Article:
But even this part of the arrangement is liable to the objection I have urged against all the rest. We are legislating precipitately, and without the requisite information. In what position is the question at this hour? A Committee has been appointed by the other House to investigate the whole subject. Has its report been approved? It has not even been considered. Has it been made? It is not yet drawn up. Has the Committee agreed upon any report? It has not ex- amined a person, a paper, or a record. Has it proceeded to business at all? It has not yet met. It is barely appointed; it is only called into existence, after a stormy birth, and many a struggle for life; it is just alive, and no more. No man can divine what it may do when it comes to mature strength, and can act. No conjecture is offered of what may be the result of its labours, or so much as what course they shall take. And yet we are called upon to settle the pension list upon a very hasty and crude suggestion thrown out in quite another Committee. The Committee appointed expressly to consider pensions has done nothing; all men are anxiously awaiting its proceedings. The Committee on the civil list having no particular commission to consider pensions, makes a report as meagre and scanty as possible on the civil list, and throws in a hurried and ill-considered remark upon a subject not belonging to its inquiry. We are desired to legislate irrevocably touching pensions upon this remark of the Civil List Committee, and not to wait for the report of the pension Committee! If we had been about making provision for the pensions during a life of sixty, as in George 4th's case, or of sixty-eight as in William 4th's—even then such thoughtless haste would have been indecent. But we are providing for a life of eighteen; and such is the impatience, not only of a day's delay, but of all inquiry and all discussion, that in the absence of the information which a Committee has been appointed expressly to obtain, we are to catch at and grasp a chance expression in another Committee's report, and sitting on unwonted days, and assembling at unaccustomed hours, we hurry through the Bill which is to make law for half a century, in breathless impatience, for fear that by the least delay we should postpone our decision until the materials for making it are before us! But if all this haste was necessary, and not an instant of time was to be lost, why, let me ask, were we not called together earlier in the season? In 1830, we met at the beginning of November instead of the end. In former years, when the war raged, we were assembled in September. I ask my noble Friend at the head of the Colonies (Lord Glenelg) why did we not meet as early now? Would it not have been expedient to profit by the wisdom of Parliament, for adopting some definite course upon the great question that now agitates our principle settlement in America? Ought we not betimes to have resolved at least upon some principles of conduct, and steadily pursued them, instead of letting our precipitancy in one thing rival our slowness in another, and our vacillation of purpose where decision was required, maintain the strife with our pertinacity when the truest wisdom was to retrace our steps? Ought we not to have so early met the great council of the nation, as to give time for correcting, by the help of experience, the fatal errors of last May? If those who preceded us could aforetime meet in the Autumn, that the work of slaughter might be done, ought not we to have been early convoked, for the more blessed labours of conciliation and peace? Then there had been no occasion for that hurry which has marked every step in this measure, and must for ever sink its value to nothing in the eyes of all reflecting men. As many months and weeks would have been given as we have now had days and hours for considering all its provisions; and the same wise foresight and deliberate prudence which presided over the whole settlement for supporting the Crown, would have preserved the brightest of the jewels that it still retains.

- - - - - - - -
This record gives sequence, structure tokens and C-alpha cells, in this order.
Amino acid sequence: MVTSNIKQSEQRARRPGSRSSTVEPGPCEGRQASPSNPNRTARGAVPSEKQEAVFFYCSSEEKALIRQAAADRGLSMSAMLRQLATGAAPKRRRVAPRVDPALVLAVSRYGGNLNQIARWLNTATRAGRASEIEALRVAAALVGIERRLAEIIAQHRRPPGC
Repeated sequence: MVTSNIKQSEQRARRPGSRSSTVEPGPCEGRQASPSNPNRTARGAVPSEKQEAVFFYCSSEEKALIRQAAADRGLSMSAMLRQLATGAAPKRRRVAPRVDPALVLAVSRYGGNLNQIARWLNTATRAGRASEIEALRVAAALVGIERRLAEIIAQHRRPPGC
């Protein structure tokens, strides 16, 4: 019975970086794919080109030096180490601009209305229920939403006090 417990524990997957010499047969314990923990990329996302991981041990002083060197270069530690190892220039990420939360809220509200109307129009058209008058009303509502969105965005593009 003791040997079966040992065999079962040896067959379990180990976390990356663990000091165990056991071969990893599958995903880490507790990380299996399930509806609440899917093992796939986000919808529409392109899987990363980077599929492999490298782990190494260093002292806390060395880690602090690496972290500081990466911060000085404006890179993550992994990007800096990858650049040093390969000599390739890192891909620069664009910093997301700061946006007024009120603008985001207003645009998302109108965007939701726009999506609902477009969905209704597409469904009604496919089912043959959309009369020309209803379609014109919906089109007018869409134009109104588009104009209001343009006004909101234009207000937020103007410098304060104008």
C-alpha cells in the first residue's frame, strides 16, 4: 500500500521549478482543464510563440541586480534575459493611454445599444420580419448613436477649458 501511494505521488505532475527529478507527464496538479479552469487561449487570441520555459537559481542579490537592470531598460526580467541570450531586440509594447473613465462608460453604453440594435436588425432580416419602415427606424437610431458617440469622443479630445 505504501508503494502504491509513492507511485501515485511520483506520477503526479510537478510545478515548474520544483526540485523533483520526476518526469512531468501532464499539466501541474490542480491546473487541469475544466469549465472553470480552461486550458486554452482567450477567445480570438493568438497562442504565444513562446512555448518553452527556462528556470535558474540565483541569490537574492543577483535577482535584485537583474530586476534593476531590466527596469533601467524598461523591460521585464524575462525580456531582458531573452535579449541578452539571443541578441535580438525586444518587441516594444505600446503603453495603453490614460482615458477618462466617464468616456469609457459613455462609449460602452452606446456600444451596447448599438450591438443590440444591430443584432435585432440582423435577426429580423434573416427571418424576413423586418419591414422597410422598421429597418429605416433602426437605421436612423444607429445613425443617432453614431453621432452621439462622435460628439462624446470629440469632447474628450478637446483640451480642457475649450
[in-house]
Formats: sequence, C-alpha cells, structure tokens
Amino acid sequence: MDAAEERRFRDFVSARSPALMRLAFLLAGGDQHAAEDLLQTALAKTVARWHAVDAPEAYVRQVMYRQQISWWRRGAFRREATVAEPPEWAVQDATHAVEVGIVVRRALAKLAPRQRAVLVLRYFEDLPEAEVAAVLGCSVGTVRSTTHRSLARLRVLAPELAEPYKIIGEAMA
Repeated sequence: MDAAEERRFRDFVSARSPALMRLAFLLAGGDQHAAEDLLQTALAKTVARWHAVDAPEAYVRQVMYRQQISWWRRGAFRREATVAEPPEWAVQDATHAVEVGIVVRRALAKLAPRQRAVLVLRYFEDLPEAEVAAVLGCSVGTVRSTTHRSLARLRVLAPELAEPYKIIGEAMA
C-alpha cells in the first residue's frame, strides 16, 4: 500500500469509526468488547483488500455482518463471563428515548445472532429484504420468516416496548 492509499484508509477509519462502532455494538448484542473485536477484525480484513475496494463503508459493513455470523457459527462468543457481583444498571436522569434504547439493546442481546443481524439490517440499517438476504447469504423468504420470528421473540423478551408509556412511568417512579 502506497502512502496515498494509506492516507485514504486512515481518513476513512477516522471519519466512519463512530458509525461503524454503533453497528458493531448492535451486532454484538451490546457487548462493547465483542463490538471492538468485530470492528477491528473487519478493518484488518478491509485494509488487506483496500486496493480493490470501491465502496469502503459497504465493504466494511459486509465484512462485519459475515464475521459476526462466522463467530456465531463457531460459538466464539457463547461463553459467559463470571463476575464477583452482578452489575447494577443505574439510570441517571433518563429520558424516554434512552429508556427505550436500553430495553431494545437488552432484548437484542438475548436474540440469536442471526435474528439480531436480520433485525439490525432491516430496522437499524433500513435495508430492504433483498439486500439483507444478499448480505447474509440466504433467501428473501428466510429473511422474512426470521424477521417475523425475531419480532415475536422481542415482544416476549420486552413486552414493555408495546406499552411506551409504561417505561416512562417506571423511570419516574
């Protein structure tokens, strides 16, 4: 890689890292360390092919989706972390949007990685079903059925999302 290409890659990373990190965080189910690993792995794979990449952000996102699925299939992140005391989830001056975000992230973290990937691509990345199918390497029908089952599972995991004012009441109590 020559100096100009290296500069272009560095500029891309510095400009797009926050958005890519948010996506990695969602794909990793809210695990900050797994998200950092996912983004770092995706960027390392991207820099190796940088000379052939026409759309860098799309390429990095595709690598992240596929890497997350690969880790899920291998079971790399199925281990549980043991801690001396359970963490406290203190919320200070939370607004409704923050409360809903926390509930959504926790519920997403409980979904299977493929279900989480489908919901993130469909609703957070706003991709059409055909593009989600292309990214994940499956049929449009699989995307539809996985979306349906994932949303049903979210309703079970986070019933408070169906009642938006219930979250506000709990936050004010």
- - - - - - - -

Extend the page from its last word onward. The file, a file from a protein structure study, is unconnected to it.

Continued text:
But I have done my duty—I have unburthened my conscience—I have relieved my own mind. It remains that I render my thanks to your Lordships, which I sincerely and respectfully do, for the patience with which you have had the kindness to hear so many things in which you disagree with me, and which are not listened to without uneasiness, any more than they can be delivered without pain. It has indeed been my irksome task to obstruct you in the course all seemed most anxious to pursue with little reflection and no delay, and to obstruct you by a recourse to principles now, I fear, out of date—the principles of legislation, sanctioned by the spirit of former precedent, and the analogy of constitutional law. This unwelcome office you have suffered me to perform, and my humble thanks are your due. Will you indulge me with your attention yet a moment while I advert to the singular predicament in which the Sovereign is placed for whose high estate the provision that we are making is destined? It is wholly unnecessary that I should profess those sentiments of dutiful attachment which bind all of us to the illustrious House, called by the choice of the people to preside over the destinies of these realms. Nor does any one among you all rejoice more sincerely than I have done in the enthusiasm of affection which has burst from all her subjects, to greet the accession of the reigning Monarch. They have generously let expectation usurp the place of gratitude. They have taken counsel with hope, rather than experience. For as memory scatters her sweets with a cold and churlish hand, it has been found more pleasing to array the object of the general love in the attire of fancy; and as fervent a devotion has been kindled towards the yet untried ruler, as could have glowed in her people's bosom after the longest and most glorious reign, in which she should have only lived and only governed for the country's good; by some chronic miracle, escaping all error and all failure, and only showering down blessings upon mankind. I heartily rejoice in this enthusiasm, and I do not complain of it as premature. I rejoice in it because it must prove delightful to the royal object of it. I rejoice still more because I know that it will stimulate the Queen to live for her country, in order to earn the affections which have already been bestowed, and justify the opinion which has been formed and is so fondly cherished upon trust. But most chiefly do I rejoice, because it extinguishes for ever all apprehensions of the English people's loyalty and trustworthiness; puts to shame all who would represent them as disaffected towards Monarchical institutions; demonstrates the safety of entrusting them with an ample measure of political rights; and teaches to statesmen this great practical lesson, that the more we extirpate abuse from our system, the more searching we make our reforms, the more we endear the Constitution to the people by making them feel its benefits—the safer will be the just rights of the Monarch who is its head, and the stronger will be the allegiance of the subject who cheerfully obeys. So that far from dreading the policy which would strengthen the people's hands by confirming their liberties and extending their rights, we ought to pursue this course for the sake of the Monarchy itself, which we shall thus better entitle to the people's affections, and render, because more beloved, more secure.

Bill read a second time.

Lord Brougham

entered the following protest:—